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The Next Instalment - Serials, Sequels, and Adaptations of Nellie L. McClung, L.M. Montgomery, and Mazo de la Roche

The Next Instalment

Serials, Sequels, and Adaptations of Nellie L. McClung, L.M. Montgomery, and Mazo de la Roche

Table of contents

Introduction: Serials, Sequels, and Adaptations in Twentieth-Century Canada

Part 1: Nellie L. McClung and the Pearlie Watson Trilogy

1. Sowing the Seeds for McClung’s First Novel

2. Serialization as Marketing Strategy

3. McClung’s Second Chances

4. Changing Popular and Critical Responses

5. Sequel (Non)Recognition = (Non)Adaptation?

Part 2: L. M. Montgomery, Anne, and Other Sequel Heroines

6. Beginning the Cycle: Montgomery’s First Serials and Sequels

7. New and Old Continuing Stories: The “Teen” Years

8. Anne and Emily of Somewhere Else: More Sequels and Serials

9. Anne Grows Up: The Sequel as Bildungsroman

10. Love for and Criticism of the Red-Headed Girl

11. Adapting and Internationalizing Anne

Part 3: Mazo de la Roche and the Whiteoaks of Jalna

12. From Magazine Short Stories to Magazine Novels

13. Beyond the Trilogy: The Serial-Sequel Continuum

14. More Non-Jalna Novels, and New Jalna Prequels and Sequels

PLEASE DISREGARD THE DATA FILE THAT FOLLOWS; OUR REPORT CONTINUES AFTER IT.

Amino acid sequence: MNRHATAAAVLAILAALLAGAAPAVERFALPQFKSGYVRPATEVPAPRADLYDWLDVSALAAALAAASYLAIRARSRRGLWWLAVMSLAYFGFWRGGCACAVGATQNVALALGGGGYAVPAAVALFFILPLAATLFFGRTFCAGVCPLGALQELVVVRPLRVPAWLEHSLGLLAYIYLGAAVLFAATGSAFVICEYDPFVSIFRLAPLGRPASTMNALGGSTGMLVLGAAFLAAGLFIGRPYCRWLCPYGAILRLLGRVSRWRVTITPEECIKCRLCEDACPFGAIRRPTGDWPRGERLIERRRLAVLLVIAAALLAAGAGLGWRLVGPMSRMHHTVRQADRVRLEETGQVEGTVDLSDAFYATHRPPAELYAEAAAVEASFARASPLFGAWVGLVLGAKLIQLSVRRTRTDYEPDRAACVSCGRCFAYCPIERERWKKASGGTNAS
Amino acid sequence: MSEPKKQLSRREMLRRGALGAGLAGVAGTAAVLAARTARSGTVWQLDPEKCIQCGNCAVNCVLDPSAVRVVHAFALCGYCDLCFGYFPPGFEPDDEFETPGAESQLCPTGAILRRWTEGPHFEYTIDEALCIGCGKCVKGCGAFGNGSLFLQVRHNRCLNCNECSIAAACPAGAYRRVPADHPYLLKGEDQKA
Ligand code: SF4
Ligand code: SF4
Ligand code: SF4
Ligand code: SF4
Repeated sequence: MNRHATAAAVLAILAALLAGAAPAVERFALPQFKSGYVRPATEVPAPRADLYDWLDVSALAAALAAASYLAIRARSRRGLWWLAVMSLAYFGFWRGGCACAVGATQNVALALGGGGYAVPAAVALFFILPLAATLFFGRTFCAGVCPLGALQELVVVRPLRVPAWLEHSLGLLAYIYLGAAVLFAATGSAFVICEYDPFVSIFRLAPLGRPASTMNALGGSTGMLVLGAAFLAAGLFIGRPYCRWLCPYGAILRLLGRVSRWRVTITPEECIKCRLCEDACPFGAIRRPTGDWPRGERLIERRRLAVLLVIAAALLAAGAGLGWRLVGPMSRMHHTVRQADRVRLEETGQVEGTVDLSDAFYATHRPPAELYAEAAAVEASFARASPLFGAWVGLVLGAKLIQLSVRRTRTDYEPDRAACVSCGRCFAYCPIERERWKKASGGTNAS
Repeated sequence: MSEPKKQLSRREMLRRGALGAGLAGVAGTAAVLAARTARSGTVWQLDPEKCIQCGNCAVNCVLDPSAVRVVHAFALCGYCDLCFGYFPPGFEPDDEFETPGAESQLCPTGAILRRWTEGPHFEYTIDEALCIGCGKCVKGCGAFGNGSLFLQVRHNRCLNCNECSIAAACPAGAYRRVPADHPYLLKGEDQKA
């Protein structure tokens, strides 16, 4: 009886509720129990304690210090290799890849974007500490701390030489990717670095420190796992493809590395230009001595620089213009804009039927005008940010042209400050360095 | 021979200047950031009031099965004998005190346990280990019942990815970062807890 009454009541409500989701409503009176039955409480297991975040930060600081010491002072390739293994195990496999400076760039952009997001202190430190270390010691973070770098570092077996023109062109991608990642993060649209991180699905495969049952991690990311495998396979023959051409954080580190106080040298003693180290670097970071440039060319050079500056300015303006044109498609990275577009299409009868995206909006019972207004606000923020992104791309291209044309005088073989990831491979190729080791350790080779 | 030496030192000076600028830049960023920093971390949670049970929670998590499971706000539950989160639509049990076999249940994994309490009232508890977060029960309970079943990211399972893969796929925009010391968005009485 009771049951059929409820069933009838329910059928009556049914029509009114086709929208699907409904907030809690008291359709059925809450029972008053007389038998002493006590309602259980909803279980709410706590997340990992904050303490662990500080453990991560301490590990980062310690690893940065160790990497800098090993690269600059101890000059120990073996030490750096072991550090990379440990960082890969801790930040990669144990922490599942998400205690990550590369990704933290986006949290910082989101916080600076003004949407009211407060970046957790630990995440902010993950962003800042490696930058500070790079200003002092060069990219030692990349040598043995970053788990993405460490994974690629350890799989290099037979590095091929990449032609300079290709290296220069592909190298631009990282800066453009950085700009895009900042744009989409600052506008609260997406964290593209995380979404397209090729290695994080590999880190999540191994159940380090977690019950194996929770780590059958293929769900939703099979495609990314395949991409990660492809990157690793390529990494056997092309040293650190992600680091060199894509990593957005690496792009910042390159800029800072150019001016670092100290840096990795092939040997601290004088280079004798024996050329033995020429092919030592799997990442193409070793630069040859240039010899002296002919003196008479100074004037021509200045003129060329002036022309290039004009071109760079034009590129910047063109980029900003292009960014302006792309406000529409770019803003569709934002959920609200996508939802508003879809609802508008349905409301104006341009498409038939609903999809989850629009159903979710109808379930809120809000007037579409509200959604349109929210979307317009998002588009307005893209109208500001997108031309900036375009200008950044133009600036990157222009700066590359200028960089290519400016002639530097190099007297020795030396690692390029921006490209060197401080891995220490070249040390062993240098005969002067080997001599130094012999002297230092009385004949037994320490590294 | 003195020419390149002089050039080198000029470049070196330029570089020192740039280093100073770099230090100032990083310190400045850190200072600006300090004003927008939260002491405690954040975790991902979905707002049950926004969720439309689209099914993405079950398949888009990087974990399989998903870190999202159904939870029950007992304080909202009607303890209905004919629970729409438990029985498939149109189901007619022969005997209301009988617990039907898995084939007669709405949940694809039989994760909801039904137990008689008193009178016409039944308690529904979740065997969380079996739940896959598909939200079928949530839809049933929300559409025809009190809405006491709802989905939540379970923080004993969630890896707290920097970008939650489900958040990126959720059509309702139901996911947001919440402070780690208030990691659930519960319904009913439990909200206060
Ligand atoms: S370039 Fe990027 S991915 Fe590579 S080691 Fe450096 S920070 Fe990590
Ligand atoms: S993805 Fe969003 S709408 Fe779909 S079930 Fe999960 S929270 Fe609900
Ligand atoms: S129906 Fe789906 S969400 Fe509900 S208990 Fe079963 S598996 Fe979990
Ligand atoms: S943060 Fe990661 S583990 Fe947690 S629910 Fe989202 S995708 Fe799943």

15. From Acclaimed Contest Winner to “Outside the Range of Literary Criteria”

16. The Whiteoaks of Hollywood — les Whiteoaks de Paris

Conclusion: The Next Instalment



What happens next?

That was the question asked of early-twentieth-century authors Nellie L. McClung, L. M. Montgomery, and Mazo de la Roche, whose stories and novels appeared serially and kept readers and publishers in a state of anticipation. Each author answered through the writing and dissemination of further instalments. McClung’s Pearlie Watson trilogy (1908–1921), Montgomery’s Anne of Green Gables books (1908–1939), and de la Roche’s Jalna novels (1927–1960) were read avidly not just as sequels but as serials in popular and literary newspapers and magazines. A number of the books were also adapted to stage, film, and television.

The Next Instalment argues that these three Canadian women writers, all born in the same decade of the late nineteenth century, were influenced by early-twentieth-century publication, marketing, and reading practices to become heavily invested in the cultural phenomenon of the continuing story. A close look at their serials, sequels, and adaptations reveals that, rather than existing as separate cultural productions, each is part of a cultural and material continuum that encourages repeated consumption through development and extension of the originary story. This work considers the effects that each mode of dissemination of a narrative has on the other.